text. The last part is unfortunately arranged in a rather fragmented way, consisting of Chapter 11, Appendices 2 to 4,
and the diskette containing a copy of the program CHAOS
(Computerisation and Heuristics Applied to Organic Synthesis). Appendix 2 is a tutorial for the use of CHAOS. In
addition there is a list of the retrosynthetic steps used by
CHAOS and some suggestions for exercises. Chapter 11,
which is a description of CHAOS, fits uneasily into the
book’s text.
To try to combine a textbook on organic synthesis and
planning with a computer program is certainly a good idea.
Unfortunately the present publication cannot be considered
to be a good combination of the two media. The program is
not polished enough to be a valuable help in the learning
process. CHAOS certainly cannot be used as an alternative
to other synthesis programs or reaction data bases. Looking
at the price the purchase of this book can only be recommended for libraries or for lecturers preparing courses on
organic synthesis. It only can be hoped that a much cheaper
version without the diskette will appear soon, thus enabling
students to profit from the nicely chosen examples; at the
same time the numerous printing mistakes could be eliminated.
Reinhard Neier [NB 1127 IE]
Institut fur Organische Chemie
der Universitat Fribourg (Switzerland)
Organic Chemistry in Action. The Design of Organic Synthesis. (Series: Studies in Organic Chemistry 41). By R Serratosa. Elsevier, Amsterdam 1990. xxi, 395 pp., hardcover
HFI. 290.00.--ISBN 0-444-88345-2
EPR of Exchange Coupled Systems. By A. Bencini and D.
Gatteschi. Springer, Berlin 1990. x, 287 pp., hardcover
DM 178.00.-ISBN 3-540-50944-6
Synthesis is still the main occupation of many organic
chemists. The systematic development of retrosynthesis by
Corey has contributed to the “renaissance” of synthetic
chemistry as a whole. The large number of recently published
natural products syntheses are a lively proof of this fact. In
spite of the large efforts in synthesis relatively few books are
available to introduce synthesis and synthesis planning to
students. The book “Organic Chemistry in Action” by R
Serratosa together with a copy of the program CHAOS aims
to provide such an introduction to organic synthesis. The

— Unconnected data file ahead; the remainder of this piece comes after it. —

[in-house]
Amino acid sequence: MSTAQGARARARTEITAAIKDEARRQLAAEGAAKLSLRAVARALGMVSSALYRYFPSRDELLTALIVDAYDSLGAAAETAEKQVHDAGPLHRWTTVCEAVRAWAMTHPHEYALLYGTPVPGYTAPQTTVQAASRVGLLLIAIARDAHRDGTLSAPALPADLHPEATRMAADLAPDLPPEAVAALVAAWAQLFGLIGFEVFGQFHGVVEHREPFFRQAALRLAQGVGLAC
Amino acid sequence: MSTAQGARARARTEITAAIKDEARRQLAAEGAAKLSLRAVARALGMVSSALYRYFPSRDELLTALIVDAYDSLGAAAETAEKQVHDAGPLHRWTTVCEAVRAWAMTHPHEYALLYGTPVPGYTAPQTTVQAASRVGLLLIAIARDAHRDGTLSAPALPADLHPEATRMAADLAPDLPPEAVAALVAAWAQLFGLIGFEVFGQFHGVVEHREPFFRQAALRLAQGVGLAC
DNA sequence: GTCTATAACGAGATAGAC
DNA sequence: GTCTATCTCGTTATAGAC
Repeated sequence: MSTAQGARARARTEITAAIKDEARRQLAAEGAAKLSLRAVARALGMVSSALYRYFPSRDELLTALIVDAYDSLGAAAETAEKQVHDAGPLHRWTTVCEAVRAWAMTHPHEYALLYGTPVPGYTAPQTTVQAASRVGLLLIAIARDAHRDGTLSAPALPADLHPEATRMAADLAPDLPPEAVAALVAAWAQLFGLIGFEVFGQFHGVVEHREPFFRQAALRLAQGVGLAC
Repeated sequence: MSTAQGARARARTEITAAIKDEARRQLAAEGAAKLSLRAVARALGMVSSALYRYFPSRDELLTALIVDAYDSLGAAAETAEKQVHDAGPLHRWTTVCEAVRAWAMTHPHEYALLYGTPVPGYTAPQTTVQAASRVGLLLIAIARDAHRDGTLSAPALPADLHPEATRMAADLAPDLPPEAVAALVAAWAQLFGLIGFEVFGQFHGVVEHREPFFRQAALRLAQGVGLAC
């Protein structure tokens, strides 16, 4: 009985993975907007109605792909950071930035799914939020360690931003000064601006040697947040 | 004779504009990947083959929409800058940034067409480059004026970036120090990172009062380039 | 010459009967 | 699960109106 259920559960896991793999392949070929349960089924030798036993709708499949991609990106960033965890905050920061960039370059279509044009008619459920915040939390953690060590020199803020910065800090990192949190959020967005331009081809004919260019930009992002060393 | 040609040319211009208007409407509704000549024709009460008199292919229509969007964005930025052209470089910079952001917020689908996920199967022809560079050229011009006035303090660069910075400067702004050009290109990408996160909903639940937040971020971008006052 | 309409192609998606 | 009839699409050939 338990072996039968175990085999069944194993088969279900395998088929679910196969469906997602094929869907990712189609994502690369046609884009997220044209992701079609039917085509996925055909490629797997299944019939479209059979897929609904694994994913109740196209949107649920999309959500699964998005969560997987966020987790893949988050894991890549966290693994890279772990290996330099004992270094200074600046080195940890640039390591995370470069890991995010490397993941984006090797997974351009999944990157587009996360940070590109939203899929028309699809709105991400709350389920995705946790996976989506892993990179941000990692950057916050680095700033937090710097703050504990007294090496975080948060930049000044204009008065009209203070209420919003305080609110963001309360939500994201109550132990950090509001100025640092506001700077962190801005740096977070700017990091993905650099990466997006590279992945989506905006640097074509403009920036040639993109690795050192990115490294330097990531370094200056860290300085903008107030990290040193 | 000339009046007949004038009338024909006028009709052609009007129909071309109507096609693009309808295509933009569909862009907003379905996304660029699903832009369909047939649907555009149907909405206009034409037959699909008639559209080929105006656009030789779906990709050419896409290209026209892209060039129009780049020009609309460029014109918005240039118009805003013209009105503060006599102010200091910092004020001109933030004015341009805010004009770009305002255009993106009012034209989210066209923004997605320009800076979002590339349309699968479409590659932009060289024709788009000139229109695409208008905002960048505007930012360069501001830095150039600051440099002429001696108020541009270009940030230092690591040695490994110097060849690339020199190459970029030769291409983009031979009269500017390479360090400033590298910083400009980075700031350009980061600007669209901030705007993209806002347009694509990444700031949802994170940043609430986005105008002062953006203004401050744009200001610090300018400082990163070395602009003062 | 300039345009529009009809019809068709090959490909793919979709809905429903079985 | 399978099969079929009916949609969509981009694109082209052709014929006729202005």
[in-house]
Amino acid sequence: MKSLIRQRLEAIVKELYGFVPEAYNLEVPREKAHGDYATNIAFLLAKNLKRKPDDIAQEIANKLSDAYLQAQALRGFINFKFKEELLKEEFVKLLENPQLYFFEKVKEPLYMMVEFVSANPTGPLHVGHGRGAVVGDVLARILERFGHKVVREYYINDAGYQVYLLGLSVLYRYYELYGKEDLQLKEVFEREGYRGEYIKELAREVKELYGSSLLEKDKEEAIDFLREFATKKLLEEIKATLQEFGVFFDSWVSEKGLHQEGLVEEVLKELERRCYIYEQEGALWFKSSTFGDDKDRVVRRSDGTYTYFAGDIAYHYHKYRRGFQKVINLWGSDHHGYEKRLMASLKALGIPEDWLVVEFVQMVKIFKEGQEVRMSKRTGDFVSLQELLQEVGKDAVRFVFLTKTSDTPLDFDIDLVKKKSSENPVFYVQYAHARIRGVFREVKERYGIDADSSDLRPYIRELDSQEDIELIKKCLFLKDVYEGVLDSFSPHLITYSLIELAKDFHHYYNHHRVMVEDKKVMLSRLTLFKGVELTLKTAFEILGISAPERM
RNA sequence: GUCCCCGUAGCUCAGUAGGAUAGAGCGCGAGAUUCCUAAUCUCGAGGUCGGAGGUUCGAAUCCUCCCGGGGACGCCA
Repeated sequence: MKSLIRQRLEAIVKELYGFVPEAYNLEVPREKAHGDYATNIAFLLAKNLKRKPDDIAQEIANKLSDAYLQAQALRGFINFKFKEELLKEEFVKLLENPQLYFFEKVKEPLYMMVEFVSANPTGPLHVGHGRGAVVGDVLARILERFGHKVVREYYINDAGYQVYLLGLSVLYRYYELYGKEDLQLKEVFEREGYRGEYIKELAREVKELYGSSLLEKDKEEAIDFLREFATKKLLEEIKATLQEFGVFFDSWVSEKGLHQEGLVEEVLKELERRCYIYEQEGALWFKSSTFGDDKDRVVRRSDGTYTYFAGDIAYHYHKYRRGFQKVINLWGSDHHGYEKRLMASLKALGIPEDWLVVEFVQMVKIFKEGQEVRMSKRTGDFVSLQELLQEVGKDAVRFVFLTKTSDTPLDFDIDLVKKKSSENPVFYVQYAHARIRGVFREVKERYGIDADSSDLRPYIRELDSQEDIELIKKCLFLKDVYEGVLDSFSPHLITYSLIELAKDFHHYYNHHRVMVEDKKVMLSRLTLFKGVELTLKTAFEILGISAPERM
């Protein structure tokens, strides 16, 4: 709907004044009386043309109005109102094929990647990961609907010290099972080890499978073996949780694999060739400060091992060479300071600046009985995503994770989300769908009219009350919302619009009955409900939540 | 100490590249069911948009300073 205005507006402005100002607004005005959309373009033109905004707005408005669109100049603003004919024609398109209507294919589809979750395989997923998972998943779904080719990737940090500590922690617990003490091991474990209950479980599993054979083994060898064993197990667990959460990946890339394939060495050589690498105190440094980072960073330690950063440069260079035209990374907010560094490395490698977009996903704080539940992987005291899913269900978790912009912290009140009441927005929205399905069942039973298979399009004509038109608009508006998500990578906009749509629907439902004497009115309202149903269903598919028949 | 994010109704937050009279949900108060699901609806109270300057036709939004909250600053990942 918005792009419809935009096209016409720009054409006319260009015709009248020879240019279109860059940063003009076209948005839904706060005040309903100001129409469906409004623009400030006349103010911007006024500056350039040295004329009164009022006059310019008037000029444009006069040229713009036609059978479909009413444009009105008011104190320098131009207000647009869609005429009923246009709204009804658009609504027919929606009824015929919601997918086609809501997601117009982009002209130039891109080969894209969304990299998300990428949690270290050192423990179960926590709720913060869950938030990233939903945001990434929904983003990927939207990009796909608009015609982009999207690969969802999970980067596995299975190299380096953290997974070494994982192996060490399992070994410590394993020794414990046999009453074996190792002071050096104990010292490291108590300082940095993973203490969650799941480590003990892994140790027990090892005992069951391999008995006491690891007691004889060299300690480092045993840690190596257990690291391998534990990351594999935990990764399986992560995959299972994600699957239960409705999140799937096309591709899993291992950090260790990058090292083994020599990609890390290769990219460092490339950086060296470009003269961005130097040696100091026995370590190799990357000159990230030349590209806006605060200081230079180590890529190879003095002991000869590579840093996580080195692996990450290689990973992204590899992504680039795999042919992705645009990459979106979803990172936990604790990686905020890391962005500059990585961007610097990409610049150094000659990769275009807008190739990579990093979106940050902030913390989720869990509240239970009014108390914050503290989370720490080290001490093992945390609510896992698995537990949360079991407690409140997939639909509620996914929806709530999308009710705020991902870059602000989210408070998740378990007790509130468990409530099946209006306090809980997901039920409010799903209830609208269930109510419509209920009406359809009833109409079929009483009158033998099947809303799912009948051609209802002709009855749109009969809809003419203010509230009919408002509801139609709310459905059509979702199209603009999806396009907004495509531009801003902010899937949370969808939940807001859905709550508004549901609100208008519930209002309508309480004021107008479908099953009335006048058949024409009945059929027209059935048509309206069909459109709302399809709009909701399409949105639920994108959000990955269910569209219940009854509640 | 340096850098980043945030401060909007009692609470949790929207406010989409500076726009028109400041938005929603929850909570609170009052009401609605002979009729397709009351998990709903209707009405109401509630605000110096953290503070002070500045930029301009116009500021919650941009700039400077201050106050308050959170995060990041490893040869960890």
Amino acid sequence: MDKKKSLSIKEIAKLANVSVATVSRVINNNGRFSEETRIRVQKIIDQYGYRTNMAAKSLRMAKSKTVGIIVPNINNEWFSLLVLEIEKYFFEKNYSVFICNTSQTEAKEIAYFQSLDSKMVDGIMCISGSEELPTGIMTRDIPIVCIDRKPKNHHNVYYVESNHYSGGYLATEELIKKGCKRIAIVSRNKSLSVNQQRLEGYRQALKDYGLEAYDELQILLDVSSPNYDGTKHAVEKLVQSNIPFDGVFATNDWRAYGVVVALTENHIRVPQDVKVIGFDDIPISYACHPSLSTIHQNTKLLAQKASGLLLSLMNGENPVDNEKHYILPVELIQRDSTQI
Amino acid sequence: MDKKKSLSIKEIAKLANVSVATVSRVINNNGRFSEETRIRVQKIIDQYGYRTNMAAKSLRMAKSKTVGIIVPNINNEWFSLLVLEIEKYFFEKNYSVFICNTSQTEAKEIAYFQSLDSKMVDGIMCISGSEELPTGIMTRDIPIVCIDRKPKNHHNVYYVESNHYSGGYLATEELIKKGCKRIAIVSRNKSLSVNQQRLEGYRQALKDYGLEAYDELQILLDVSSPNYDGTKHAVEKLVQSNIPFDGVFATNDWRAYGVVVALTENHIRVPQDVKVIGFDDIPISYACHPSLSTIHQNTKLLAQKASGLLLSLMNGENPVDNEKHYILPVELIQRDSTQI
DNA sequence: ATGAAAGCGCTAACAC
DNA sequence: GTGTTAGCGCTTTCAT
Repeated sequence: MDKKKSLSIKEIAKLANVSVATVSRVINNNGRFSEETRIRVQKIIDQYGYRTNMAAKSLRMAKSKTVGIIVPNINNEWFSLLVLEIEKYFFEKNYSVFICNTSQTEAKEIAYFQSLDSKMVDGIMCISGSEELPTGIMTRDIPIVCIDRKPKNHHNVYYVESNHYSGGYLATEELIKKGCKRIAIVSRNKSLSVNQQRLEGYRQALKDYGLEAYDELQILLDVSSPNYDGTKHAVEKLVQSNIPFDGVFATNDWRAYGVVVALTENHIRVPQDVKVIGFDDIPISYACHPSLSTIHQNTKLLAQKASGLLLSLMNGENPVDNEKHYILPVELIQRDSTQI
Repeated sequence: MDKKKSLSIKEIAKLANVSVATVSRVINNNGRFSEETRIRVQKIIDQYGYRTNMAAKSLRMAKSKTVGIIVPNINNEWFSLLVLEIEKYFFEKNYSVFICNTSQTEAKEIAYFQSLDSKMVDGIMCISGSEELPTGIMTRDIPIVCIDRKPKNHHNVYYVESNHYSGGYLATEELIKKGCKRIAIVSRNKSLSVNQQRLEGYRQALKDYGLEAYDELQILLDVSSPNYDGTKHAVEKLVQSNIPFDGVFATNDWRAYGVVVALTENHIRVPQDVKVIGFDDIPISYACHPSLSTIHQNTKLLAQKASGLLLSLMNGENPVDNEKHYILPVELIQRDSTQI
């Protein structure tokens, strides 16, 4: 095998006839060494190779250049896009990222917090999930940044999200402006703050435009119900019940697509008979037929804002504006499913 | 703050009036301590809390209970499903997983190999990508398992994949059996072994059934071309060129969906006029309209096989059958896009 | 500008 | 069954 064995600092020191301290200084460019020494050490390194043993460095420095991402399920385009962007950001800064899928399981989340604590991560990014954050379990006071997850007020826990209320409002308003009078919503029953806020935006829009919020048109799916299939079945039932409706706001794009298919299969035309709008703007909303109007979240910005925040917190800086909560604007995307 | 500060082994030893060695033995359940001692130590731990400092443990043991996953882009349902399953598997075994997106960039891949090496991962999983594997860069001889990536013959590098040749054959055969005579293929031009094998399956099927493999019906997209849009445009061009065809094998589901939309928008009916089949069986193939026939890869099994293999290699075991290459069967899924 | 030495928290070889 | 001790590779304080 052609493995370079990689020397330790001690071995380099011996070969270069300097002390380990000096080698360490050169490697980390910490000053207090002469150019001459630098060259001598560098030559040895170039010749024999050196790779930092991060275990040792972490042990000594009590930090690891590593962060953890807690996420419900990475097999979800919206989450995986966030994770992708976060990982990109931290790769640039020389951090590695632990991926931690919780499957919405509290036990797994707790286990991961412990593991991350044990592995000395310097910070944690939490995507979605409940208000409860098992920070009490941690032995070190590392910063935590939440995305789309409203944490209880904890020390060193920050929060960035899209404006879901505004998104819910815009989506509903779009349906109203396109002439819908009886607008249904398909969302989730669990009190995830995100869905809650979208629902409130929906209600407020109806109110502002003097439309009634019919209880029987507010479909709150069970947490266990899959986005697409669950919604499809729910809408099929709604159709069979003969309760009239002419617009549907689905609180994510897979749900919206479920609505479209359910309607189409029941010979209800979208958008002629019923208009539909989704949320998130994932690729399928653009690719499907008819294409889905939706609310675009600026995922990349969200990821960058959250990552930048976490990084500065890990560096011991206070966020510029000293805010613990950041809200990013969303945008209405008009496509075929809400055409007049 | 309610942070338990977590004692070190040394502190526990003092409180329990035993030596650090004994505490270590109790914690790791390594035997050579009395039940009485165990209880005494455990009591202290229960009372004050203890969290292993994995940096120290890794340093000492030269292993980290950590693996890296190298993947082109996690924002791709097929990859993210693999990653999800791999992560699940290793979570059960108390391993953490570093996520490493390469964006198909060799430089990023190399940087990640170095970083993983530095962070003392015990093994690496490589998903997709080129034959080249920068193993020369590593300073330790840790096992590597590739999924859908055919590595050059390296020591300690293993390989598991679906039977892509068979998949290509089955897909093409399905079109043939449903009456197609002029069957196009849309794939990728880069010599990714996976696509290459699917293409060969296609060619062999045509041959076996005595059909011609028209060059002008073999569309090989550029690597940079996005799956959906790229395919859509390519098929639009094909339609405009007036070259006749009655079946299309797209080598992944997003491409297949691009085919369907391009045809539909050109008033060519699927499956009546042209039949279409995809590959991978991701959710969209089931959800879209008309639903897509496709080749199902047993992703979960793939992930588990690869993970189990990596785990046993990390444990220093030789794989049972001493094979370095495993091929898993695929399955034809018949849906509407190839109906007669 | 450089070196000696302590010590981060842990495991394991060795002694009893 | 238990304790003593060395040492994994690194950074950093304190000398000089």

combination of a book with a computer program is new and
should hopefully facilitate the learning process for beginners.
Serratosa’s book can be divided into four parts. Chapters
1 to 4 present the basic concepts of synthesis planning. After
a short introduction to the history of synthesis the criteria for
evaluating synthetic schemes are introduced. The next chapter treats the systematic analysis of reactivity according to
Evans. A short introduction to retrosynthesis follows. In the
second part specific synthetic problems are treated. The first
problem is the synthesis of “dissonant” systems or, according to Seebach’s more familiar nomenclature, the application
of the “Umpolung” concept. Next a series of synthetic methods for synthesizing rings are presented. Strategies for synthesizing structures with quaternary carbon atoms and
bridged systems are described in Chapter 7. Corey’s rules for
This book is concerned with the theory of electron paramagnetic resonance spectroscopy (EPR) and magnetic properties for systems containing two or more magnetically coupled paramagnetic centers (transition metal ions and/or free
radicals). A knowledge of the basic theory of EPR spectra of
isolated centers is an essential prerequisite for understanding
this monograph.
After discussing the exchange and superexchange interaction mechanisms, including an explanation of the empirical
rules established by Goodenough and Kanarnori for the occurrence of ferromagnetic and antiferromagnetic exchange
in magnetically coupled systems, the authors discuss in detail
the spin Hamiltonian operator for such systems. Chapter 3
then deals with the spin levels and EPR spectra of magnetically coupled pairs and their dependence on the exchange
interaction. The spin Hamiltonian operators of the isolated
centers and the interaction operator are then used as the
basis for deviving the spin Hamiltonian operator for the
coupled system, by using irreducible tensor operators. From
this one obtains the relationship between the parameters in
the spin Hamiltonian for the individual centers (g-tensor,
fine structure tensor D and hyperfine structure tensor A ) and
those for the coupled system. Following this, the spin Hamiltonian operators and EPR spectra of clusters of paramagnetic species are analyzed, with the emphasis on treating systems
with strong exchange interactions (triads and tetrads). For
VrrlugsgesellsehurjtmbH, W-6940 Weinheim, 1991
0570-083319ijO303-0340 $3.50t .2S/O
Angew. Chem. Int. Ed. Engl. 30 (1991) No. 3